feature not unlike the Bright switch on

many vintage Fender amplifiers.

If It Walks Like an Amp …

I tried the 44 Magnum out with an 8Ω

Emperor 4x12 cabinet, a Gibson SG, and a

Fender Stratocaster. With the Gibson piped

through the 44 Magnum in Normal mode

at low volume, the amp generated a full,

if dark, sound with both neck and bridge

pickups. At around 10 o’clock I started

to hear pleasing hints of true power-amp

compression. And even at this relatively low

setting, the pedal was already kicking out

enough volume for a practice session or a

gig on a small stage.

Moving the volume up to noon propelled

me into sweet overdrive territory.

And with the volume at 2 or 3 o’clock, the

Gibson’s humbuckers induced both heavy,

harmonic distortion and singing feedback.

My Stratocaster’s lower-output single-coils

created a subtler saturation, but the signal

was still very cutting, resulting in a juiced,

Marshall Plexi-like tone that was simultaneously

creamy, dark, and slicing. It’s remarkable—

given its size—but the 44 Magnum

really can rock and rock heavily. And the

only limitation of the pedal, at least in

terms of gain range, is that it may not work

well by itself for certain genres of metal,

where extreme volume and preamp gain are

key, or for David Gilmour-style loud-and-clean


I also evaluated the Magnum using a

Boss DS-1, EHX Big Muff, and a Devi

Ever Legend of Fuzz. Here the Magnum’s

Bright switch proved to be a real asset, and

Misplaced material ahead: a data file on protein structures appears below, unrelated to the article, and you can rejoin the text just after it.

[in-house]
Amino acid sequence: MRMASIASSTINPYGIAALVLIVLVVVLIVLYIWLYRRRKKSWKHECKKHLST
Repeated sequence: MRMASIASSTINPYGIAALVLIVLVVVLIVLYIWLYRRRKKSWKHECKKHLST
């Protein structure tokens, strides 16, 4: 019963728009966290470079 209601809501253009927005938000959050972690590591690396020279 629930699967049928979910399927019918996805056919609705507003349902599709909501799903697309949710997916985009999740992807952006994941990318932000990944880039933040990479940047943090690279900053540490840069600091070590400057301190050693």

flipping it on helped the distortion pedals’

high frequencies shine through. Like most

guitarists, I generally run these pedals into

the front end of my guitar amp, effectively

funneling one preamp (the pedal) into

another (the amp’s preamp). It’s not often

that you get to hear your favorite distortion

pedals run directly into a power amp, and

it was definitely a sonic treat to experience

the fundamental voice and range of those

pedals so clearly.

The Verdict

There are a ton of potential applications

for the 44 Magnum. Bass players

in smaller, quieter combos can use it to

drive a cabinet. And if you like to travel

as light as possible, but need more kick

than a small-wattage combo can deliver,

the 44 Magnum and a small cabinet are a

cost-effective and super-portable solution.

For my money, though, it’s a great piece

of insurance if you’re a touring or gigging

musician. Throw the tiny 44 Magnum into

your cable bag and you’re done with worrying

about a failed amp forever. It won’t

replace your vintage or boutique tube

amp in terms of sweet tones, mega gain,

or high headroom. But it sure won’t break

your back and, at $145, it won’t break

the bank either. If your go-to amp is an

old-timer with a few quirks, you won’t be

playing Russian roulette onstage with a 44

Magnum in your holster.

Buy if...
you regularly play electric guitar in a live setting and subscribe to Murphy’s Law.
Skip if...
you don’t need anything more portable than your combo, and it hasn’t failed you ... yet.

Street $145 - Electro-Harmonix -